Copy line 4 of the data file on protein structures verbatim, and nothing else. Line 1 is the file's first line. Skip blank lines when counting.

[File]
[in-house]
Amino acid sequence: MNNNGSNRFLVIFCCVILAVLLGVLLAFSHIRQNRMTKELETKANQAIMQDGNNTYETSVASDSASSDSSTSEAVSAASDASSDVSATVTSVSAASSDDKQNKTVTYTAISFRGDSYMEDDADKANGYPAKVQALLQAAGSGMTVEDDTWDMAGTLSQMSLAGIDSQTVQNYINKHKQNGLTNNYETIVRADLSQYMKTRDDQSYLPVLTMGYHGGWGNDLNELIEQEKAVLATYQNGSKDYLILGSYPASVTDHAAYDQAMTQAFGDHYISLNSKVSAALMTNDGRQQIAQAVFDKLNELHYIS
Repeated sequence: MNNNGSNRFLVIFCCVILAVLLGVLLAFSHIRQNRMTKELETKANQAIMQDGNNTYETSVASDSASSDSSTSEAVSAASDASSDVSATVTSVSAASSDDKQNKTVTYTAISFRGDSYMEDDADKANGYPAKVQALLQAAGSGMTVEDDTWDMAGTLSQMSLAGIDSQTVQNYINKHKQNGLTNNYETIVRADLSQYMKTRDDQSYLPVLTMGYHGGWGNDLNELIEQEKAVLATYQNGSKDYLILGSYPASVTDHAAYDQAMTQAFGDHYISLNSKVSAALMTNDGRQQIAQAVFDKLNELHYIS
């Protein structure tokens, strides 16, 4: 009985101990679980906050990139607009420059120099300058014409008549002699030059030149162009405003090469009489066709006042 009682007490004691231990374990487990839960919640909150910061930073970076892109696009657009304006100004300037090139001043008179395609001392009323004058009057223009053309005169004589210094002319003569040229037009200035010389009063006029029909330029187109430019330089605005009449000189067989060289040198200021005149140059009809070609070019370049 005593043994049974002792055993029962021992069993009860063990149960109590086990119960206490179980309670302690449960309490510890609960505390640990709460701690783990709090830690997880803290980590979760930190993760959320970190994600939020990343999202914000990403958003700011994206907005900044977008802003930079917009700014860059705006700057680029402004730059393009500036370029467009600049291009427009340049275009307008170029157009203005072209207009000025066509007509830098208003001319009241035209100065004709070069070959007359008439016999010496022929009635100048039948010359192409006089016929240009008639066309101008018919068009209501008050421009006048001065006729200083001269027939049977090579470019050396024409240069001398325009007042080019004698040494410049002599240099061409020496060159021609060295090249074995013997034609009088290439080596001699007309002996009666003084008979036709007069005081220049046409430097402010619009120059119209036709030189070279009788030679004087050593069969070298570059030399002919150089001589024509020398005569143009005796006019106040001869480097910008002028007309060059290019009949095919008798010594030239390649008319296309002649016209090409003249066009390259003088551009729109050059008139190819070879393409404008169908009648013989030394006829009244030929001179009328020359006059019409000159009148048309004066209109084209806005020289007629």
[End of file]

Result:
């Protein structure tokens, strides 16, 4: 009985101990679980906050990139607009420059120099300058014409008549002699030059030149162009405003090469009489066709006042 009682007490004691231990374990487990839960919640909150910061930073970076892109696009657009304006100004300037090139001043008179395609001392009323004058009057223009053309005169004589210094002319003569040229037009200035010389009063006029029909330029187109430019330089605005009449000189067989060289040198200021005149140059009809070609070019370049 005593043994049974002792055993029962021992069993009860063990149960109590086990119960206490179980309670302690449960309490510890609960505390640990709460701690783990709090830690997880803290980590979760930190993760959320970190994600939020990343999202914000990403958003700011994206907005900044977008802003930079917009700014860059705006700057680029402004730059393009500036370029467009600049291009427009340049275009307008170029157009203005072209207009000025066509007509830098208003001319009241035209100065004709070069070959007359008439016999010496022929009635100048039948010359192409006089016929240009008639066309101008018919068009209501008050421009006048001065006729200083001269027939049977090579470019050396024409240069001398325009007042080019004698040494410049002599240099061409020496060159021609060295090249074995013997034609009088290439080596001699007309002996009666003084008979036709007069005081220049046409430097402010619009120059119209036709030189070279009788030679004087050593069969070298570059030399002919150089001589024509020398005569143009005796006019106040001869480097910008002028007309060059290019009949095919008798010594030239390649008319296309002649016209090409003249066009390259003088551009729109050059008139190819070879393409404008169908009648013989030394006829009244030929001179009328020359006059019409000159009148048309004066209109084209806005020289007629």